change dog food proteins

A “rotational diet” is when you regularly change dog food in order to feed your pup a different protein. For example, you may switch from chicken to beef to turkey, and then back to chicken.

A quick glance online will show you there’s some disagreement among pet parents about how often you should change dog food, or even whether to do it at all.

The truth is, there are both advantages and disadvantages to changing what you’re feeding your pup, and what works well for one dog may not work for another. But, in general, it’s not a bad idea to give your dog new experiences and new foods to try!

Benefits of Changing Proteins for Dogs 

There are many potential benefits of changing up your dog’s food every once in a while.

For one thing, variety is the spice of life — and that’s as true for your dog as it is for you. If your pup gets bored easily, you may want to change dog food every now and then in order to keep mealtime different and interesting.

Also, nutritionally, different proteins contain different vitamin levels. For example: beef is naturally high in Vitamin A, rabbit is naturally high in Vitamin D, and salmon contains high levels of Omega-3 fatty acids. While these foods meet AAFCO guidelines to contain the minimum required amount of vitamins, those extra boosts never hurt!

Finally, one of the biggest reasons to change dog food regularly is to make things easier down the road. You may encounter a situation when you are forced to change dog food, either because of medical reasons or simply because your preferred food is out of stock. If your dog is used to eating different foods, they may adapt fairly easily. On the other hand, if your dog has only ever eaten one food and never tried anything else, they may refuse to eat at a time when you really need them to.

Possible Downsides of Changing Dog Food

There are however a few risks you must take when you change dog food, so it may not be the best option for every situation. If you have a particularly sensitive furiend you may want to consult a veterinarian or animal nutritionist to review the benefits or cons to switching up their diet.

Also, if you change dog foods too fast or if your dog does have a sensitive stomach, the change may lead to gastrointestinal distress. That’s no fun for Fido — or for you! So take it slow when you introduce any new protein or food into your dog’s diet. 

Not every protein or food will be a fit for your pup. There are some cases where you may find out your best furiend is allergic to a certain protein, but it’s good to know so you can eliminate it from their diet in the future. Nowadays you can have your veterinarian run an allergy test, too, before even considering switching foods.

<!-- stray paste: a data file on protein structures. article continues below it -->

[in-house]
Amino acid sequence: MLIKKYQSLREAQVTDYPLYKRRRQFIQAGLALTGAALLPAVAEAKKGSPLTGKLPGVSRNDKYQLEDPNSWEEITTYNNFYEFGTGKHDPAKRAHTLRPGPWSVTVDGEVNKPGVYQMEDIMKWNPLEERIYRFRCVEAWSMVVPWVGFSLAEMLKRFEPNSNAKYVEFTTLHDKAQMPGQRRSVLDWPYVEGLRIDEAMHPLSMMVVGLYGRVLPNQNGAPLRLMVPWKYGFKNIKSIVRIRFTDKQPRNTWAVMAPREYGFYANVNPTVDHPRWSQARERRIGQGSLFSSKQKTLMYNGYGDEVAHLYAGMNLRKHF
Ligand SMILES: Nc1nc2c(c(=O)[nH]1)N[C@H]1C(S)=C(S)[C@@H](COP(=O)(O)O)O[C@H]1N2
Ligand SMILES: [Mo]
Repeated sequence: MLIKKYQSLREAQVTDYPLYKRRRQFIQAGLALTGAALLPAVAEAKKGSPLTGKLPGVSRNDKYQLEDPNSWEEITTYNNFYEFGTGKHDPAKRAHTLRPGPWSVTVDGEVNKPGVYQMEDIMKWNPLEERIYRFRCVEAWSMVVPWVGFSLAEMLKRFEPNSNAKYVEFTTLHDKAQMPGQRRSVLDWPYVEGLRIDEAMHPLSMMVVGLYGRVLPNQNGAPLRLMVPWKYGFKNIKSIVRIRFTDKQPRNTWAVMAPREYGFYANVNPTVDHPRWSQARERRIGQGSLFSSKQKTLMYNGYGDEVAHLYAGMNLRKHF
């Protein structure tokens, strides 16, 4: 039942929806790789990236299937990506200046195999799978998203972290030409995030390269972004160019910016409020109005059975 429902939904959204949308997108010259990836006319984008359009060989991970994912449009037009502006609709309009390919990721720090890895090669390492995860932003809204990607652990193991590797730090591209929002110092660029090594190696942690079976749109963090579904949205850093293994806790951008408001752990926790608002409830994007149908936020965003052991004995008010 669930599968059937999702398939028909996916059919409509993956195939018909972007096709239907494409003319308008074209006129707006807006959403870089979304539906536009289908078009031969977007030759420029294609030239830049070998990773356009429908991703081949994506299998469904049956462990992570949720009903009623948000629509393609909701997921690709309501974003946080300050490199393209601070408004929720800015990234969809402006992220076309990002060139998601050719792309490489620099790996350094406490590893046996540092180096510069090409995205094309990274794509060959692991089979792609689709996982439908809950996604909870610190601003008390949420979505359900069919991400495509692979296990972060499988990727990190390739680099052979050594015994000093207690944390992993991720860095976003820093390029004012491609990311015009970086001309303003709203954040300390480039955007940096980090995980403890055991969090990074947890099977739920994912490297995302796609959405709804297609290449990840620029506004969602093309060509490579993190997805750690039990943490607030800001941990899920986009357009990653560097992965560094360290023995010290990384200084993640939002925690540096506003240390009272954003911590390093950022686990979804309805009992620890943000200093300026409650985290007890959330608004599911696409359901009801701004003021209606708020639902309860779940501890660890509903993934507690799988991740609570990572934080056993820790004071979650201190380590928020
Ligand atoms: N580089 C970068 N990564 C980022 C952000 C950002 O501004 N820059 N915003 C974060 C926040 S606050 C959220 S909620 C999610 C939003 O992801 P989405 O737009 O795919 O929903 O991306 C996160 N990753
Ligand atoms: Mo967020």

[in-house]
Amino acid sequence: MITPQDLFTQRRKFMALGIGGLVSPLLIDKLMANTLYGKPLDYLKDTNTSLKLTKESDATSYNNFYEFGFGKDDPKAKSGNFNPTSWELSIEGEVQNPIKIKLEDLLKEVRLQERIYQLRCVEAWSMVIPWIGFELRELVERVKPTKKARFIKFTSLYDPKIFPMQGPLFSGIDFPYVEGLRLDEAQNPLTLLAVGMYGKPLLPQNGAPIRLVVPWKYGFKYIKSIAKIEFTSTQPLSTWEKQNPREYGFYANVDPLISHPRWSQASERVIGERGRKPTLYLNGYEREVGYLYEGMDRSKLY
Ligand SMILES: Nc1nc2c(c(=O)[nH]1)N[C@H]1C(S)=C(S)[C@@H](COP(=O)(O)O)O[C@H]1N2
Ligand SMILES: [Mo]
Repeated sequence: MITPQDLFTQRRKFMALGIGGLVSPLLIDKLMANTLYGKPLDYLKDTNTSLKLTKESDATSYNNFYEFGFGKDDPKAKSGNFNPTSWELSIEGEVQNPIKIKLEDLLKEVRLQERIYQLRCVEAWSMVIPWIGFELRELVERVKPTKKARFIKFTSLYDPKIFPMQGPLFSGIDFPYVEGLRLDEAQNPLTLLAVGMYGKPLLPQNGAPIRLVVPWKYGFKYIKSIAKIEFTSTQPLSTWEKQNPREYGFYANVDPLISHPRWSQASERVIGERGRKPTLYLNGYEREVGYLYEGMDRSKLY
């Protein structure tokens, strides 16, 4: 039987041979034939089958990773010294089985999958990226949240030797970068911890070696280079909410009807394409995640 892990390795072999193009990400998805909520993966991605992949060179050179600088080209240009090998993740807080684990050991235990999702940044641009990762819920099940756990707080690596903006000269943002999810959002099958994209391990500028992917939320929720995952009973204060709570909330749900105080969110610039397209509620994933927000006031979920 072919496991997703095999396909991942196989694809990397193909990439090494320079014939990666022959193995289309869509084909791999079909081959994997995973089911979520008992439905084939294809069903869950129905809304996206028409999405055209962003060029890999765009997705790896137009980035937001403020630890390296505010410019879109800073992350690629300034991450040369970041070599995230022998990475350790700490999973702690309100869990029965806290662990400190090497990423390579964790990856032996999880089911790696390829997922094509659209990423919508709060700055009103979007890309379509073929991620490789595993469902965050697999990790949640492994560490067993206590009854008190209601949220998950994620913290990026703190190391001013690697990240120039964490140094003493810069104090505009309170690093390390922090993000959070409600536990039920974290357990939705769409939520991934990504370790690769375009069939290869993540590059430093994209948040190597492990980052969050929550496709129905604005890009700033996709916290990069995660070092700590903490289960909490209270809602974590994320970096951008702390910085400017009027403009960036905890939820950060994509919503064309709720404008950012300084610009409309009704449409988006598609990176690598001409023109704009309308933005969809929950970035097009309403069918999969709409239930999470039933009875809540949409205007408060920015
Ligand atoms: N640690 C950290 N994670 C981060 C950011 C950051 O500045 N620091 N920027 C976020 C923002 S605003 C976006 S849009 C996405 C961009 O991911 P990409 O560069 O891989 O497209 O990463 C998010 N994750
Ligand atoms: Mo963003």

How to Change Dog Foods

Whenever you change dog foods, it’s best to only change one facet of the food at a time. For example, you may keep the same brand and choose a different protein. Or, perhaps you feed the same protein, but change the form it’s in — wet vs dry, for instance. Another option is to keep your dog’s main food the same, but change up the topper that you add into the meal.

When choosing a new protein, don’t be afraid to branch out to more unusual proteins your dog may have never tried before, such as salmon, duck or rabbit. Each of these proteins has a slightly different nutritional balance, and you just may discover your dog’s new favorite!

One of the simplest ways to change dog foods without having multiple open bags is to wait until the bag you are currently using starts running low. Then, purchase the new food and use the last portion of the old food to mix in during the transition. 

Take at least a few days to change your pup over to the new food, slightly changing the percentage of old food vs new food each day. Most dogs adjust to the new diet over the course of a week-long transition, but some dogs require two weeks or more if they have sensitive stomachs that react easily to diet changes. The potential for temporary GI upset is the reason why you shouldn’t change dog foods too often; once a month or every few months is plenty.

So, is a rotational diet good for dogs? Is it good to change dog food every once in a while? Well, it all depends.

There is no one-size-fits-all approach to feeding your dog. A rotational diet works great for many dogs, adding variety to their life and preparing them for possible upheavals down the road. But, constantly changing foods may not be the best choice for other dogs, if they have a sensitive stomach, allergies or special health needs.

However you feed your pup, it’s important that you keep an eye on their health and behavior. As long as your dog eats enthusiastically and is their normal happy self, there’s nothing wrong with expanding your pup’s palate!